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DECISION OF THE SOCIAL SECURITY COMMISSIONER
1. My decision is given under section 14(8)(b) of the Social Security Act 1998. It is:
I SET ASIDE the decision of the Middlesbrough appeal tribunal, held on 28 September 2004 under reference U/44/228/2004/06405, because it is erroneous in point of law.
I REMIT the case to a differently constituted appeal tribunal and DIRECT as follows.
The appeal tribunal must investigate and determine the claimant’s capacity for work on and from 29 March 2004. In doing so:
The appeal tribunal must not take account of circumstances that were not obtaining at that time: see section 12(8)(b) of the Social Security Act 1998. Later evidence is admissible, provided that it relates to the time of the decision: R(DLA) 2 and 3/01.
The appeal tribunal must conduct a complete rehearing of the issues that are raised by the appeal and, subject to the tribunal’s discretion under section 12(8)(a) of the 1998 Act, any other issues that merit consideration.
Error of law:
2. Both the claimant and the Secretary of State have expressed the view that the decision of the appeal tribunal was erroneous in law. That allows me to deal with the error briefly.
3. I am satisfied that the decision of the appeal tribunal was erroneous in law for this reason:
There was evidence that the claimant had given up leisure activities for physical reasons, but also that he had done so for mental reasons. The tribunal preferred the former evidence, but did not refer to the latter evidence or explain why it rejected it.
That is sufficient to justify setting aside the tribunal’s decision. I do not need to refer to any other error that the tribunal may have made.
4. This scores a claimant 2 points if
‘Mental stress was a factor in making him stop work.’
5. The evidence was that the claimant had been dismissed for poor timekeeping, which he attributed to stress. The Secretary of State and the tribunal both scored him 2 points for satisfying this descriptor. In my grant of leave, I raised the issue whether that was correct. I asked whether the decision to stop work had to come from the claimant. The Secretary of State, in a short paragraph, has submitted that the decision must be the claimant’s. The claimant’s representative, in an even shorter submission, disagrees.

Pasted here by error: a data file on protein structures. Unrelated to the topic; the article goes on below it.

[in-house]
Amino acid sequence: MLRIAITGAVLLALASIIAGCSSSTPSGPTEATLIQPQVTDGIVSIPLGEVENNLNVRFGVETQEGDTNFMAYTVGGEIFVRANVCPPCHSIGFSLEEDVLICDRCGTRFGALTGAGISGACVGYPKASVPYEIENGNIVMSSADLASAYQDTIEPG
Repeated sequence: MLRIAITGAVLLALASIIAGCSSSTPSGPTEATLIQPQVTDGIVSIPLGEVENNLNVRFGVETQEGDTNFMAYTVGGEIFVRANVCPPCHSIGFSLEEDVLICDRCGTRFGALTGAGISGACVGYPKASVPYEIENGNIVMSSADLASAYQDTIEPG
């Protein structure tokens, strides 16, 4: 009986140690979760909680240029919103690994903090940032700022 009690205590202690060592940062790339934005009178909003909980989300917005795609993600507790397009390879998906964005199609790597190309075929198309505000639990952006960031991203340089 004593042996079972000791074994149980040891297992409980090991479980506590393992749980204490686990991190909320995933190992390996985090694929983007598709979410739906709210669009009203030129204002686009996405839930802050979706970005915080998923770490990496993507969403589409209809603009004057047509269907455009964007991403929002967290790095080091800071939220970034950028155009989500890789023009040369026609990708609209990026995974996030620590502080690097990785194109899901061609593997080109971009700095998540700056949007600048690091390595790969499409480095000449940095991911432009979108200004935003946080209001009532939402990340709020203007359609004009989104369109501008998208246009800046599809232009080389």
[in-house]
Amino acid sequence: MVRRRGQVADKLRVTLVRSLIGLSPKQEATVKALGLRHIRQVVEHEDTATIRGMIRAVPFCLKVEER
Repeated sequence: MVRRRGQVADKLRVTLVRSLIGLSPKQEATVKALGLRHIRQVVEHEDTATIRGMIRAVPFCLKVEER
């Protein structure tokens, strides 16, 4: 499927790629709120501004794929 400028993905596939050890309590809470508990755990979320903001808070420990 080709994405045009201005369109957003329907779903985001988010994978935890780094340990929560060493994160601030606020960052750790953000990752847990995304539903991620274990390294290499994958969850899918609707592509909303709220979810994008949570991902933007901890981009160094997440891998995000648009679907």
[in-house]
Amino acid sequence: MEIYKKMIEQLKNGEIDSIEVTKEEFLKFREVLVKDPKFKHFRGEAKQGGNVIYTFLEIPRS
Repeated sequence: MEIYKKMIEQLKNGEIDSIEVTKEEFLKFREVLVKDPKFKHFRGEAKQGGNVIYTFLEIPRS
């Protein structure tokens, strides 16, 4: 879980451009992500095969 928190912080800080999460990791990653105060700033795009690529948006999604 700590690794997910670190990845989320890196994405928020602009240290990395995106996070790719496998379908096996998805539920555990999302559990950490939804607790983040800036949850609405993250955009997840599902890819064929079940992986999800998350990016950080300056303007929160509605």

6. Having considered the matter, I have decided that the claimant can still satisfy this descriptor even if the immediate cause of him stopping work is that he was dismissed. My reasons are these.
7. If the descriptor is read with the emphasis on ‘making him stop’, it appears that the decision must be that of the claimant. However, that is only part of the descriptor. Read as a whole, the descriptor does not so clearly require that the initiative must come from the claimant. The immediate cause of the claimant may have been dismissal. In that sense, the dismissal was what made the claimant stop work. However, the mental stress need only be a factor. If the stress was a cause of the dismissal, it can fairly be said that it was also a factor in making the claimant stop work. The precise mechanism by which a particular effect is produced seems irrelevant.
8. I am comforted in this conclusion by these thoughts. First, any other interpretation would produce anomalous outcomes turning on the chance of who took the initiative in terminating the employment. Second, the emphasis in the personal capability assessment must be on the impact of the mental condition on the claimant’s capacity for work.
9. I make the following comments for the claimant’s information.
10. I have directed a rehearing rather than substitute my own decision for two reasons.
• The error on which I have set aside the tribunal’s decision would not alone have affected the outcome of the appeal. However, I am satisfied that there is a reasonable prospect of the claimant satisfying the personal capability assessment on other grounds mentioned in the application for leave, in my grant of leave, and in the Secretary of State’ observations.
• Given that, the investigation into the facts is better undertaken and the evidence better assessed by appropriately experienced panel members.
11. At the rehearing, the appeal tribunal must follow the directions I have given. Otherwise:
• The rehearing will not be limited to the grounds on which I have set aside the tribunal’s decision. The tribunal will consider all aspects of the case, both fact and law, entirely afresh.
• The tribunal will not be limited to the evidence and submissions before the tribunal at the previous hearing. It will decide the case on the basis of the relevant evidence and submissions made at the rehearing.
• The tribunal must come to its own conclusions on issues of both fact and law that it considers. Neither my decision itself nor anything I have written in it is an indication of the likely outcome of the rehearing. Nor will the tribunal be bound by any conclusions of fact or law reached by the tribunal in the decision that I have set aside.
Signed on original
on 15 February 2005 Edward Jacobs